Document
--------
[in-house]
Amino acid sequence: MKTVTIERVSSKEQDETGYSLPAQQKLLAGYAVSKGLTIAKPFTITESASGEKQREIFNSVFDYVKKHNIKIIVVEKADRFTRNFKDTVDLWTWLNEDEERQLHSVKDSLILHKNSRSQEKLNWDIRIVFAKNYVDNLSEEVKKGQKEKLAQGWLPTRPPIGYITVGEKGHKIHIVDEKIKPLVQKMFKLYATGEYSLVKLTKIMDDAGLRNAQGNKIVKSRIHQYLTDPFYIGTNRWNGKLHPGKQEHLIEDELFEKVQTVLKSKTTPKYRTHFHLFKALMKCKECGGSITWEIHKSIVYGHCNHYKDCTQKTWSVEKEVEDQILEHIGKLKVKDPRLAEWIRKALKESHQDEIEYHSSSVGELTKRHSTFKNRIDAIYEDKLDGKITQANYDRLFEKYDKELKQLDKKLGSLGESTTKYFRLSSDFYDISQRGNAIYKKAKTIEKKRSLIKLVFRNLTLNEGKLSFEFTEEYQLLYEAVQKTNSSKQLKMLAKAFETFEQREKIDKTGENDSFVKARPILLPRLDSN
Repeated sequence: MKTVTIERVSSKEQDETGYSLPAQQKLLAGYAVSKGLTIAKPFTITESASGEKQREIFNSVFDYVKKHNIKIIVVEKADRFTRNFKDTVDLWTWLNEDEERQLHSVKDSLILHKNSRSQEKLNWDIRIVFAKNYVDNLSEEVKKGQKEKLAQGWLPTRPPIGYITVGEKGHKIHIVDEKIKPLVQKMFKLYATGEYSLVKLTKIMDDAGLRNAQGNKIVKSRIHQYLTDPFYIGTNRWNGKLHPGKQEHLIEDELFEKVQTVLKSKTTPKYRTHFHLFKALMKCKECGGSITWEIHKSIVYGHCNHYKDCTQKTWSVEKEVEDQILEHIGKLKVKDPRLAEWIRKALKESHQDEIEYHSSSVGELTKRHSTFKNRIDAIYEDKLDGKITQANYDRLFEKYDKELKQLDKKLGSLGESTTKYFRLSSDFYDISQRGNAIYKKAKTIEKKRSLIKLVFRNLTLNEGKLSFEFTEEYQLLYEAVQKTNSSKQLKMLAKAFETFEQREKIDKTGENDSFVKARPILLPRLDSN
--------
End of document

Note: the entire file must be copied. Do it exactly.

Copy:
[in-house]
Amino acid sequence: MKTVTIERVSSKEQDETGYSLPAQQKLLAGYAVSKGLTIAKPFTITESASGEKQREIFNSVFDYVKKHNIKIIVVEKADRFTRNFKDTVDLWTWLNEDEERQLHSVKDSLILHKNSRSQEKLNWDIRIVFAKNYVDNLSEEVKKGQKEKLAQGWLPTRPPIGYITVGEKGHKIHIVDEKIKPLVQKMFKLYATGEYSLVKLTKIMDDAGLRNAQGNKIVKSRIHQYLTDPFYIGTNRWNGKLHPGKQEHLIEDELFEKVQTVLKSKTTPKYRTHFHLFKALMKCKECGGSITWEIHKSIVYGHCNHYKDCTQKTWSVEKEVEDQILEHIGKLKVKDPRLAEWIRKALKESHQDEIEYHSSSVGELTKRHSTFKNRIDAIYEDKLDGKITQANYDRLFEKYDKELKQLDKKLGSLGESTTKYFRLSSDFYDISQRGNAIYKKAKTIEKKRSLIKLVFRNLTLNEGKLSFEFTEEYQLLYEAVQKTNSSKQLKMLAKAFETFEQREKIDKTGENDSFVKARPILLPRLDSN
Repeated sequence: MKTVTIERVSSKEQDETGYSLPAQQKLLAGYAVSKGLTIAKPFTITESASGEKQREIFNSVFDYVKKHNIKIIVVEKADRFTRNFKDTVDLWTWLNEDEERQLHSVKDSLILHKNSRSQEKLNWDIRIVFAKNYVDNLSEEVKKGQKEKLAQGWLPTRPPIGYITVGEKGHKIHIVDEKIKPLVQKMFKLYATGEYSLVKLTKIMDDAGLRNAQGNKIVKSRIHQYLTDPFYIGTNRWNGKLHPGKQEHLIEDELFEKVQTVLKSKTTPKYRTHFHLFKALMKCKECGGSITWEIHKSIVYGHCNHYKDCTQKTWSVEKEVEDQILEHIGKLKVKDPRLAEWIRKALKESHQDEIEYHSSSVGELTKRHSTFKNRIDAIYEDKLDGKITQANYDRLFEKYDKELKQLDKKLGSLGESTTKYFRLSSDFYDISQRGNAIYKKAKTIEKKRSLIKLVFRNLTLNEGKLSFEFTEEYQLLYEAVQKTNSSKQLKMLAKAFETFEQREKIDKTGENDSFVKARPILLPRLDSN